magnetic fields. Because of this combination of fields, radio waves are also referred to as ELECTROMAGNETIC RADIATION. ">
An energy wave generated by a transmitter is called a RADIO WAVE. The radio wave radiated into space by the transmitting antenna is a very complex form of energy containing both electric and magnetic fields. Because of this combination of fields, radio waves are also referred to as ELECTROMAGNETIC RADIATION.
NOTE: The term radio wave is not limited to communications equipment alone. The term applies to all equipment that generate signals in the form of electromagnetic energy.
COMPONENTS OF RADIO WAVES
The basic shape of the wave generated by a transmitter is that of a sine wave. The wave radiated out into space, however, may or may not retain the characteristics of the sine wave.
A sine wave can be one cycle or many cycles. Recall from chapter 1 that the number of cycles of a sine wave that are completed in 1 second is known as the frequency of the sine wave. For example, 60 cycles of ordinary house current occur each second, so house current is said to have a frequency of 60 cycles per second or 60 hertz.
The frequencies falling between 3000 hertz (3 kHz) and 300,000,000,000 hertz (300 GHz) are called RADIO FREQUENCIES (abbreviated rf) since they are commonly used in radio communications. This part of the radio frequency spectrum is divided into bands, each band being 10 times higher in frequency than the one immediately below it. This arrangement serves as a convenient way to remember the range of each band. The rf bands are shown in table 2-1. The usable radio-frequency range is roughly 10 kilohertz to 100 gigahertz.
Table 2-1. - Radio Frequency Bands
Any frequency that is a whole number multiple of a smaller basic frequency is known as a HARMONIC of that basic frequency. The basic frequency itself is called the first harmonic or, more commonly, the FUNDAMENTAL FREQUENCY. A frequency that is twice as great as the fundamental frequency is called the second harmonic; a frequency three times as great is the third harmonic; and so on. For example:
The PERIOD of a radio wave is simply the amount of time required for the completion of one full cycle. If a sine wave has a frequency of 2 hertz, each cycle has a duration, or period, of one-half second. If the frequency is 10 hertz, the period of each cycle is one-tenth of a second. Since the frequency of a radio wave is the number of cycles that are completed in one second, you should be able to see that as the frequency of a radio wave increases, its period decreases.
A wavelength is the space occupied by one full cycle of a radio wave at any given instant. Wavelengths are expressed in meters (1 meter is equal to 3.28 feet). You need to have a good understanding of frequency and wavelength to be able to select the proper antenna(s) for use in successful communications. The relationship between frequency, wavelength, and antennas will be discussed in chapter 4 of this module.
The velocity (or speed) of a radio wave radiated into free space by a transmitting antenna is equal to the speed of light - 186,000 miles per second or 300,000,000 meters per second. Because of various factors, such as barometric pressure, humidity, molecular content, etc., radio waves travel inside the Earth's atmosphere at a speed slightly less than the speed of light. Normally, in discussions of the velocity of radio waves, the velocity referred to is the speed at which radio waves travel in free space.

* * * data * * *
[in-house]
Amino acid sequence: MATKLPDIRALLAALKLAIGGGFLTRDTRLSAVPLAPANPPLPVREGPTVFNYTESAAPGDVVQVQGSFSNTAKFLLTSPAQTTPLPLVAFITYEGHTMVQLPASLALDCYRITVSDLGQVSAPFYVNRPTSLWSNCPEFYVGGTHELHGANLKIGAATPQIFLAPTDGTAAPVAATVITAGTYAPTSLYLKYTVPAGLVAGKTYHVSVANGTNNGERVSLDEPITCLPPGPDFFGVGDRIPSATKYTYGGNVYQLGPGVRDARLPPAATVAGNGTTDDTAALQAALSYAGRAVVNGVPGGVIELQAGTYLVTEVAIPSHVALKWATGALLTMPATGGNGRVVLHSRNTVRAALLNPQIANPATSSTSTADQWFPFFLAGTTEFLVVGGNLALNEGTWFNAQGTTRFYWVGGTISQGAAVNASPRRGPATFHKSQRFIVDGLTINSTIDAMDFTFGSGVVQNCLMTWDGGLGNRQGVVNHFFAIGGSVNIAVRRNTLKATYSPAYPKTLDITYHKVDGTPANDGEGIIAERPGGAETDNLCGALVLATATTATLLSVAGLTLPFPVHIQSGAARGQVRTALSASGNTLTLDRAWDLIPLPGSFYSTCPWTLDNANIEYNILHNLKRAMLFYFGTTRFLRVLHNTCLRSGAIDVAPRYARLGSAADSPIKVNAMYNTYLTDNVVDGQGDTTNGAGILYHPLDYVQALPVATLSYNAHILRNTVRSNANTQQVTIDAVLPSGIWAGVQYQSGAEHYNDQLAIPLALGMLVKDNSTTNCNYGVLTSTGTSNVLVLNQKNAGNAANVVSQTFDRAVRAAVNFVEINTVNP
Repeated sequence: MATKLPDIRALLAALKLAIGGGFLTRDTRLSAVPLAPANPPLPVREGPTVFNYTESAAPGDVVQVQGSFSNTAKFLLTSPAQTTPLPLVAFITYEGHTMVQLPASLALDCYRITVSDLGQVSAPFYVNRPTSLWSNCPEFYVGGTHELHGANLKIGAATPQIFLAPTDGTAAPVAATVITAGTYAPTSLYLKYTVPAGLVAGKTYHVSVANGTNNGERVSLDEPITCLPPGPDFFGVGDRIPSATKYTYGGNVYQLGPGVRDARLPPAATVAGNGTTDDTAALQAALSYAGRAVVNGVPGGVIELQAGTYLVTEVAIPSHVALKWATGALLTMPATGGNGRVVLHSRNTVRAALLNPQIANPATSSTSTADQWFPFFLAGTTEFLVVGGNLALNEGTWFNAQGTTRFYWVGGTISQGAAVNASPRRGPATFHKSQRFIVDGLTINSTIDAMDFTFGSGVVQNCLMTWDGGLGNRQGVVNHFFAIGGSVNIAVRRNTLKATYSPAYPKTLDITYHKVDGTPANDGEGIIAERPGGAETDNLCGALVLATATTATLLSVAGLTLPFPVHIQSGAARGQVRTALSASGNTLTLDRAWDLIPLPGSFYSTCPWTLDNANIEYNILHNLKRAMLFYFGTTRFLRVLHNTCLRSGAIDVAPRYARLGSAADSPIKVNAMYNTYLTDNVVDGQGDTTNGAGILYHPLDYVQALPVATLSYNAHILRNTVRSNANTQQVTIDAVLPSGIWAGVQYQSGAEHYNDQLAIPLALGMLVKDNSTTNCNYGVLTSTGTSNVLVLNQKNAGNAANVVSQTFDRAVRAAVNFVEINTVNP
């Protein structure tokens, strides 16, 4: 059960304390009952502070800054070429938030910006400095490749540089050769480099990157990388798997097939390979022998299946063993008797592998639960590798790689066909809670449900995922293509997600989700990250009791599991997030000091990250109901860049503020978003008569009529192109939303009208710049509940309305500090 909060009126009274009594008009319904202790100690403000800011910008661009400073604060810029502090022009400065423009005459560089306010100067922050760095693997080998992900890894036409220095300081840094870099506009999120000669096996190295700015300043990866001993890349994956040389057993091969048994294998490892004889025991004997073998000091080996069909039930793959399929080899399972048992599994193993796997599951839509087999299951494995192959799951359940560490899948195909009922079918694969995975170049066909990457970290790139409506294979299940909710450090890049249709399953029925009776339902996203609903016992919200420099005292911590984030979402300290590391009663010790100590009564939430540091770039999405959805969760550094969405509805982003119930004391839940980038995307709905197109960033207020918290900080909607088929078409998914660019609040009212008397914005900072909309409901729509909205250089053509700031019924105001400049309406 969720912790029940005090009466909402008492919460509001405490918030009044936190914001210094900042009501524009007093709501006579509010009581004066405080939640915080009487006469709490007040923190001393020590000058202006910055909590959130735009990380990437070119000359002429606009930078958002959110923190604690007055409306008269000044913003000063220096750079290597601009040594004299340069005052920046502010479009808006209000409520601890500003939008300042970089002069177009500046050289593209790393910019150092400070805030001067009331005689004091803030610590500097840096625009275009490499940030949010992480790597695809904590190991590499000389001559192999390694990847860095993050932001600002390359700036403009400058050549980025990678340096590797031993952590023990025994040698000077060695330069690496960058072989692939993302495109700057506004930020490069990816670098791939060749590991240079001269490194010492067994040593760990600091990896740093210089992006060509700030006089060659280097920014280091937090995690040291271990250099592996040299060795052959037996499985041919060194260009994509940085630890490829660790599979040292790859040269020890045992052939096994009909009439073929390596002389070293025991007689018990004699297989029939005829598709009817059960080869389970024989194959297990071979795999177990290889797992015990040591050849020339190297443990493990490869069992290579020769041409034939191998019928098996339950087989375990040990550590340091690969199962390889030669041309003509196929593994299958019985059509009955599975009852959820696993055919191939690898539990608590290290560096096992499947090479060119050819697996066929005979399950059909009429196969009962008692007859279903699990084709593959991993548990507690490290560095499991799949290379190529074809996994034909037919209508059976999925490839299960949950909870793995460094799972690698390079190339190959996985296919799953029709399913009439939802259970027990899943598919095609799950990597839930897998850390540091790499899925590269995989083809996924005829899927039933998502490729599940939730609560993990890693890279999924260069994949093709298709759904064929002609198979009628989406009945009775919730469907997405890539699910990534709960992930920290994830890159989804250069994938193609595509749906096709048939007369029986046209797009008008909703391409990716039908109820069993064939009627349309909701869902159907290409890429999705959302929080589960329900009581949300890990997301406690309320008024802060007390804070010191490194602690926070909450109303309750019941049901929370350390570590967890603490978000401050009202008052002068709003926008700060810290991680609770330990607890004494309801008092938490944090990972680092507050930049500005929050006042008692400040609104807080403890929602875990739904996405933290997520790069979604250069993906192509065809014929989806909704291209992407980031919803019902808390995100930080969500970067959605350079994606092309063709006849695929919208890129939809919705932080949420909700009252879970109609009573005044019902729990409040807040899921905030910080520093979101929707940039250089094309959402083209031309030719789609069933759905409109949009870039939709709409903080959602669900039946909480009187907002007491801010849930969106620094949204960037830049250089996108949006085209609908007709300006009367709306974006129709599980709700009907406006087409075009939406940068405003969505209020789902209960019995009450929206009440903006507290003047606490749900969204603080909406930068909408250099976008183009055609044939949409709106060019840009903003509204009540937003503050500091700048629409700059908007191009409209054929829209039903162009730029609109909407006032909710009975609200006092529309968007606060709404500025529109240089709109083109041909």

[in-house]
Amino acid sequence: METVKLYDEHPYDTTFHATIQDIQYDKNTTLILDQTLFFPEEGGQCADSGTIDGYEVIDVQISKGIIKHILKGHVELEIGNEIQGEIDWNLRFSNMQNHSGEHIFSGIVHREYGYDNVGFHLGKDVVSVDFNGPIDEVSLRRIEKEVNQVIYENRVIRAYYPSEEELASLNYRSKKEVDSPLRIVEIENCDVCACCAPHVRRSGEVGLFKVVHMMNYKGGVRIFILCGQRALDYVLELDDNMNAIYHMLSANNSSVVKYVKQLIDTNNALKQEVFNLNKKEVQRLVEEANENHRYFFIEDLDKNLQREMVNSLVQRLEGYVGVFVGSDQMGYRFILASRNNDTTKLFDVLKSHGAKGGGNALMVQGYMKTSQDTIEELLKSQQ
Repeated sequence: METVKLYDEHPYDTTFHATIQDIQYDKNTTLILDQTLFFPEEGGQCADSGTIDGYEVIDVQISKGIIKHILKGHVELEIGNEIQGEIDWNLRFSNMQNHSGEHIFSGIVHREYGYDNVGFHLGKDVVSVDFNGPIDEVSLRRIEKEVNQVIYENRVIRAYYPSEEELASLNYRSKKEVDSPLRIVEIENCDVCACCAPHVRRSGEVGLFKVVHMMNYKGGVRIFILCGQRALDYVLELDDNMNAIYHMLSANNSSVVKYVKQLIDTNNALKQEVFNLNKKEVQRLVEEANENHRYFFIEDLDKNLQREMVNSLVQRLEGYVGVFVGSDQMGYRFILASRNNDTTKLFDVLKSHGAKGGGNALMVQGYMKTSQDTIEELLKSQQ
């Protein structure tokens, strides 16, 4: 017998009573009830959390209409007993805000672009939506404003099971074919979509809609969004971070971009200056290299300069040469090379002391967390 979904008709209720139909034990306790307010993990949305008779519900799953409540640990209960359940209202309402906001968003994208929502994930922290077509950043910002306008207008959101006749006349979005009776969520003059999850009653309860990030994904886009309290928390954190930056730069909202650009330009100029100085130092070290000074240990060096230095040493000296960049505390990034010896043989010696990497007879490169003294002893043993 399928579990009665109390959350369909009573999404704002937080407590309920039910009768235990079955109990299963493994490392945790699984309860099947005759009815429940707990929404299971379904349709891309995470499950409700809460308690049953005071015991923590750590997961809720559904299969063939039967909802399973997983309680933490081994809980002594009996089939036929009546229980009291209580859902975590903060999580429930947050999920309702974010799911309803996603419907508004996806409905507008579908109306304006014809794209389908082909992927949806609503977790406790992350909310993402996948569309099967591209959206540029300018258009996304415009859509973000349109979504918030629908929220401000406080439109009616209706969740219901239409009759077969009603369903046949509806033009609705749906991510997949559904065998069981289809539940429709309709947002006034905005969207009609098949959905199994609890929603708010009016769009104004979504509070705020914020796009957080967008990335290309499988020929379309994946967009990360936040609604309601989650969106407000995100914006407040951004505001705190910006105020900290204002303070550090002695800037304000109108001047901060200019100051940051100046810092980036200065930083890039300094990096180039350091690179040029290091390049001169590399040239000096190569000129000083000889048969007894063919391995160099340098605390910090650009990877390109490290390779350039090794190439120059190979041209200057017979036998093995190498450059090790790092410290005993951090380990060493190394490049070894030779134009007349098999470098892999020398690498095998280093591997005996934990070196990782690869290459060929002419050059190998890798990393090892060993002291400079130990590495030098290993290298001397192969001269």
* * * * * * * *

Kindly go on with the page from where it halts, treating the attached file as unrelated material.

The frequency of a radio wave has nothing to do with its velocity. A 5-megahertz wave travels through space at the same velocity as a 10-megahertz wave. However, the velocity of radio waves is an important factor in making wavelength-to-frequency conversions, the subject of our next discussion.
Radio waves are often referred to by their wavelength in meters rather than by frequency. For example, most people have heard commercial radio stations make announcements similar to the following: "Station WXYZ operating on 240 meters..." To tune receiving equipment that is calibrated by frequency to such a station, you must first convert the designated wavelength to its equivalent frequency.
As discussed earlier, a radio wave travels 300,000,000 meters a second (speed of light); therefore, a radio wave of 1 hertz would have traveled a distance (or wavelength) of 300,000,000 meters. Obviously then, if the frequency of the wave is increased to 2 hertz, the wavelength will be cut in half to 150,000,000 meters. This illustrates the principle that the HIGHER THE FREQUENCY, the SHORTER THE WAVELENGTH.
Wavelength-to-frequency conversions of radio waves are really quite simple because wavelength and frequency are reciprocals: Either one divided into the velocity of a radio wave yields the other. Remember, the formula for wavelength is:
The wavelength in meters divided into 300,000,000 yields the frequency of a radio wave in hertz. Likewise, the wavelength divided into 300,000 yields the frequency of a radio wave in kilohertz, and the wavelength divided into 300 yields the frequency in megahertz.
Now, let us apply the formula to determine the frequency to which the receiving equipment must be tuned to receive station WXYZ operating on 240 meters. Radio wave frequencies are normally expressed in kilohertz or megahertz.
To find the frequency in hertz, use the formula:
To find the frequency in kilohertz, use the formula:
To find the frequency in megahertz, use the formula:
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